The Economic Research Service at the U.S. Department of Agriculture has defined six policy types to describe counties' social characteristics and to help policymakers understand the diversity of county conditions. Note that some counties don't fit any of the types while some counties fit more than one.
The six policy types are:
- Persistent poverty
- Persistent related child poverty
- Population loss
- Retirement destination
Please use the download function at the above-right to retrieve ERS policy type codes for the counties in your state. In the downloaded file, a county is a particular policy type if its value is 1.
The following definitions, taken from the ERS website (http://www.ers.usda.gov/data-products/county-typology-codes.aspx), can be used to understand how these types were determined:
Twenty percent or more of residents 25-64 years old had neither a high school diploma nor GED in 2008-2012 (5-year average).
Less than 65 percent of residents 21-64 years old were employed in 2008-2012 (5-year average).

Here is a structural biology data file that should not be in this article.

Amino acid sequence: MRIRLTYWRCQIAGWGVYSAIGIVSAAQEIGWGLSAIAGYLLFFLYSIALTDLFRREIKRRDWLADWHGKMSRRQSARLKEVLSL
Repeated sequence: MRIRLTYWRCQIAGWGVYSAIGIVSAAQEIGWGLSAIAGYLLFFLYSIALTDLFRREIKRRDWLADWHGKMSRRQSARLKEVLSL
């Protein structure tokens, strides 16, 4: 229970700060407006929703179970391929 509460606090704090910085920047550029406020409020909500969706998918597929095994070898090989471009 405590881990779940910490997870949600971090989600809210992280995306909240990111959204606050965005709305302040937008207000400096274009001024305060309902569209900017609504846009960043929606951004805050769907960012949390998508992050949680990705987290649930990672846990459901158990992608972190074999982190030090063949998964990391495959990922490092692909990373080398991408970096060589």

Twenty percent or more of residents were poor as measured by each of the censuses: 1980, 1990, and 2000, and the 2007-2011 American Community Survey 5-year average.
Persistent related child poverty
Twenty percent or more of related children under 18 years old were poor as measured by each of the censuses: 1980, 1990, and 2000, and the 2007-2011 American Community Survey 5-year average.
The number of residents declined both between the 1990 and 2000 censuses and between the 2000 and 2010 censuses.
Number of residents 60 and older grew by 15 percent or more between 2000 and 2010 due to in-migration.